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Stevie Van Zandt Examines His Rock ’n’ Roll Life

E Street Band guitarist talks about his new memoir and his friendship with Bruce Springsteen

left stevie van zandt performing with bruce springsteen and the e street band and right stevie van zandt performing with little steven and the disciples of soul

Redferns/Getty Images; Harmony Gerber/WireImage

He’s been a confidant to two iconic bosses — Bruce Springsteen and Tony Soprano. But Stevie Van Zandt, guitarist for the E Street Band and actor on The Sopranos, has also made a name for himself as leader of his own band, Little Steven and the Disciples of Soul; as host of the syndicated radio show Little Steven’s Underground Garage; and for his involvement in two SiriusXM channels. Such a varied career may seem worthy of writing a memoir, and Van Zandt, 70, has done that, too, with the newly published Unrequited Infatuations.  

We caught up with this Renaissance man to talk about life, rock and more.

You first started working on your book about 15 years ago, but couldn’t finish it. What changed this time?

I just couldn’t really find any kind of ending to it. My life was such chaos to begin with, which is one of the reasons why I wanted to write the book. Hopefully, it would explain my life to me. But I just couldn’t find any kind of real closure at that point. The last three years — ’17, ’18 and ’19 — before the quarantine were the most productive years of my entire life. I put out all my remastered albums from the ’80s, plus two new albums, plus two live packages. So I really reconnected with my life’s work.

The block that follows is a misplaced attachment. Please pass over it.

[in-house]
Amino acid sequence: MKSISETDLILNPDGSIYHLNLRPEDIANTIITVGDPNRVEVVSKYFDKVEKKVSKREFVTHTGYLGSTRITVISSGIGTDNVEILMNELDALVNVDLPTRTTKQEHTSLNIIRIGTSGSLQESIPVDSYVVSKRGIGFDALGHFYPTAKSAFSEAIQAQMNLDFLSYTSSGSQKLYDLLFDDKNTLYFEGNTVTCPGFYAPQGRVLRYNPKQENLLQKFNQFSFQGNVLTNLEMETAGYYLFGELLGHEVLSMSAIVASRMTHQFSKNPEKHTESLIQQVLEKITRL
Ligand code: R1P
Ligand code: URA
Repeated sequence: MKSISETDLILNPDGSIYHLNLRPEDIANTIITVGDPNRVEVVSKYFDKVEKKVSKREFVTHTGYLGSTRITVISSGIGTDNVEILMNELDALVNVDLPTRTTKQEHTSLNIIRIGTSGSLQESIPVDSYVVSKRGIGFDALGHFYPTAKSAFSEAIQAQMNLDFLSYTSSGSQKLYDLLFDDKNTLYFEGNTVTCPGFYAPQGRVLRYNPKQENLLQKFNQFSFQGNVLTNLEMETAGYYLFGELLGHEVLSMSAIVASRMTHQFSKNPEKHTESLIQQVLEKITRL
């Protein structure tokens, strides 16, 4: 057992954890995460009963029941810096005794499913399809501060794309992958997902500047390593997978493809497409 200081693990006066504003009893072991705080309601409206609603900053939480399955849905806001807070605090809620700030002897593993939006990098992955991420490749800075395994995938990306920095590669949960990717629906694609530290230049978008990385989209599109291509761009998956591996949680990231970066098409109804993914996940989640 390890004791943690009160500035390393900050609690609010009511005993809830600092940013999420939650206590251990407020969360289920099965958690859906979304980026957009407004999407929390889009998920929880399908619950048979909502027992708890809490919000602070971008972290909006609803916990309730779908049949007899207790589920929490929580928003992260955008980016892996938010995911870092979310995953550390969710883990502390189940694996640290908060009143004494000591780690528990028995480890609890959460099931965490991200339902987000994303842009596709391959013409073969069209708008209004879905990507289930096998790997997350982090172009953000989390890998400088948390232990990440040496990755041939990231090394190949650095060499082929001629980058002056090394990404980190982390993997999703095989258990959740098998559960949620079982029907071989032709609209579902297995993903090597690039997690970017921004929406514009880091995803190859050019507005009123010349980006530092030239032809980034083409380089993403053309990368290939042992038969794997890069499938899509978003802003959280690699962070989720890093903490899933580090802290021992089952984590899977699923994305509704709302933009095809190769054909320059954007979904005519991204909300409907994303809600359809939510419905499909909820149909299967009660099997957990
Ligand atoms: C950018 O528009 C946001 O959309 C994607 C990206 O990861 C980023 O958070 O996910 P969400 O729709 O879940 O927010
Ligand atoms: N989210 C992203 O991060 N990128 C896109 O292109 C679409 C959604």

Tell me about the title. It’s not your typical rock memoir title.

I think that life, for most people, is summed up by that title. I think most people are a little bit disappointed with life.


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It seems like you’ve lived an incredible life. Are you not feeling the love?

Believe me, I’m the luckiest guy from the luckiest generation in history. I make that very clear. I’m not whining about it. It’s the hunger for something bigger, the search for one’s identity and one’s justification for existence.

You’re a man of many names — Miami Steve, Little Steven — and yet you chose to credit the book to Stevie Van Zandt. Why? Is that what your mother called you?

It’s more of an arrested development thing. I kind of ignore the reality of chronological age. I’m still somewhere between 16 and 25 in my head.

Initially, you weren’t interested in acting. How did David Chase convince you to join the cast of The Sopranos?

He asked me to do the show and I turned him down. I said, “Thank you. It’s a great compliment, but no thanks. I’m not an actor.” And he just said, “Yes, you are an actor. You just don’t realize it yet.” I literally had nothing better to do. I’d blown two rock ’n’ roll careers by then by leaving E Street Band and also my own solo career, which I did not take seriously enough.

What motivated you to start your TeachRock program, which gives schoolteachers free access to lessons based on the history of popular music?

I think it will inspire kids and motivate kids. That’s the reason I started my radio formats and the same reason I started my record company. Why I’ve done everything for the last 20 years was to make sure that rock ’n’ roll and soul music were not an endangered species. 

Tell me about your 50-year-plus friendship with Bruce.

You don’t have that many friends that go back that far. We’ve had three big fights in our lives, which are in the book, and we were kind of estranged from each other for a while. But at this point, we’re back together and it’s not that dissimilar to when we were 15 and 16 years old. We both have our separate families, so we’re not hanging out with each other every single day, but we’re still texting almost every day with each other, staying in touch. We really did communicate friendship, which is what a band does and why a band is different than a solo act. It might have been Bruce Springsteen & the E Street Band, but it was always a band.

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